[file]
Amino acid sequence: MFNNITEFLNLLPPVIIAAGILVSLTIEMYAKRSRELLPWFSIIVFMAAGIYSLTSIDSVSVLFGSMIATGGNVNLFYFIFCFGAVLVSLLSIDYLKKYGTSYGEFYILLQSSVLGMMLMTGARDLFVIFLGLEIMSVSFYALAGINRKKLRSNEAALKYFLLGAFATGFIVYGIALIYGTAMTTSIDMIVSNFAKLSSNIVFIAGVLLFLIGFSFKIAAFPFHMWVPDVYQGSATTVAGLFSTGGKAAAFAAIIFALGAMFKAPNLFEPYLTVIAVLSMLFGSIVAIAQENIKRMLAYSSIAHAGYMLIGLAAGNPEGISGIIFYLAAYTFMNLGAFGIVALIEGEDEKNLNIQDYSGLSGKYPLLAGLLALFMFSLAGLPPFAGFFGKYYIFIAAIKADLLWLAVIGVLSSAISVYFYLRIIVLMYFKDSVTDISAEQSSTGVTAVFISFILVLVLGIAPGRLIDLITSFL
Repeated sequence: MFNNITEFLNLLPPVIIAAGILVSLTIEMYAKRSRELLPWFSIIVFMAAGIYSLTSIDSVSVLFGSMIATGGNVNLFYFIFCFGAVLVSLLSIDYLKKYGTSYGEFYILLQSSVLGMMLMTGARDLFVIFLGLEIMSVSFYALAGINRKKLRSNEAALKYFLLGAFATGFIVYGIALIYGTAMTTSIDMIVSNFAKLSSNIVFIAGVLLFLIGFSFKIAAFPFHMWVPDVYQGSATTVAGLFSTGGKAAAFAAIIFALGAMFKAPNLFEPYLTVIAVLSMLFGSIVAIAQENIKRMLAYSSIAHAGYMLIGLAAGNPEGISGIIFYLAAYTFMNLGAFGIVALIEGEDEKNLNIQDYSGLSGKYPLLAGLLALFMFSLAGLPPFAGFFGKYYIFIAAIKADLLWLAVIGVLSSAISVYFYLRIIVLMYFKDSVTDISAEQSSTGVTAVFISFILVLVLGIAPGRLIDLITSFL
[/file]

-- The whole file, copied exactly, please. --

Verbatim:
Amino acid sequence: MFNNITEFLNLLPPVIIAAGILVSLTIEMYAKRSRELLPWFSIIVFMAAGIYSLTSIDSVSVLFGSMIATGGNVNLFYFIFCFGAVLVSLLSIDYLKKYGTSYGEFYILLQSSVLGMMLMTGARDLFVIFLGLEIMSVSFYALAGINRKKLRSNEAALKYFLLGAFATGFIVYGIALIYGTAMTTSIDMIVSNFAKLSSNIVFIAGVLLFLIGFSFKIAAFPFHMWVPDVYQGSATTVAGLFSTGGKAAAFAAIIFALGAMFKAPNLFEPYLTVIAVLSMLFGSIVAIAQENIKRMLAYSSIAHAGYMLIGLAAGNPEGISGIIFYLAAYTFMNLGAFGIVALIEGEDEKNLNIQDYSGLSGKYPLLAGLLALFMFSLAGLPPFAGFFGKYYIFIAAIKADLLWLAVIGVLSSAISVYFYLRIIVLMYFKDSVTDISAEQSSTGVTAVFISFILVLVLGIAPGRLIDLITSFL
Repeated sequence: MFNNITEFLNLLPPVIIAAGILVSLTIEMYAKRSRELLPWFSIIVFMAAGIYSLTSIDSVSVLFGSMIATGGNVNLFYFIFCFGAVLVSLLSIDYLKKYGTSYGEFYILLQSSVLGMMLMTGARDLFVIFLGLEIMSVSFYALAGINRKKLRSNEAALKYFLLGAFATGFIVYGIALIYGTAMTTSIDMIVSNFAKLSSNIVFIAGVLLFLIGFSFKIAAFPFHMWVPDVYQGSATTVAGLFSTGGKAAAFAAIIFALGAMFKAPNLFEPYLTVIAVLSMLFGSIVAIAQENIKRMLAYSSIAHAGYMLIGLAAGNPEGISGIIFYLAAYTFMNLGAFGIVALIEGEDEKNLNIQDYSGLSGKYPLLAGLLALFMFSLAGLPPFAGFFGKYYIFIAAIKADLLWLAVIGVLSSAISVYFYLRIIVLMYFKDSVTDISAEQSSTGVTAVFISFILVLVLGIAPGRLIDLITSFL